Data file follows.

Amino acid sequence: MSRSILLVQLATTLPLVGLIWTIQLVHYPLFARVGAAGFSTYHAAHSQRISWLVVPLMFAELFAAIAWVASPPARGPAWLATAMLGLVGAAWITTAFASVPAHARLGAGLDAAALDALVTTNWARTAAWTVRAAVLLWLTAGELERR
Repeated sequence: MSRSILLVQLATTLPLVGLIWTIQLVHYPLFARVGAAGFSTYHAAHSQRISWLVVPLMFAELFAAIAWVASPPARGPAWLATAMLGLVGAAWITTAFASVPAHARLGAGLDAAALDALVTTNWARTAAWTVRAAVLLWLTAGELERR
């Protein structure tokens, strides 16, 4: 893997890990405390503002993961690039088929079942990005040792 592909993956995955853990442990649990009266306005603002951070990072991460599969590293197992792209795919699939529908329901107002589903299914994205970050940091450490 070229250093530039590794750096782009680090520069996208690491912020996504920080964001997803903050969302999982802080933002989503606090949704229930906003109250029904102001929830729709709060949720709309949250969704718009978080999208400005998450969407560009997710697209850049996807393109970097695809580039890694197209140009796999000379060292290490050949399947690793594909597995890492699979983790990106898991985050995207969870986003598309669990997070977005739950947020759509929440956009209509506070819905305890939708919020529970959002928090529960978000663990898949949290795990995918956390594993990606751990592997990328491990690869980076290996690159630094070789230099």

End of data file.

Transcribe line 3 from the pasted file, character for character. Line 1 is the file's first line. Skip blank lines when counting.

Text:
């Protein structure tokens, strides 16, 4: 893997890990405390503002993961690039088929079942990005040792 592909993956995955853990442990649990009266306005603002951070990072991460599969590293197992792209795919699939529908329901107002589903299914994205970050940091450490 070229250093530039590794750096782009680090520069996208690491912020996504920080964001997803903050969302999982802080933002989503606090949704229930906003109250029904102001929830729709709060949720709309949250969704718009978080999208400005998450969407560009997710697209850049996807393109970097695809580039890694197209140009796999000379060292290490050949399947690793594909597995890492699979983790990106898991985050995207969870986003598309669990997070977005739950947020759509929440956009209509506070819905305890939708919020529970959002928090529960978000663990898949949290795990995918956390594993990606751990592997990328491990690869980076290996690159630094070789230099």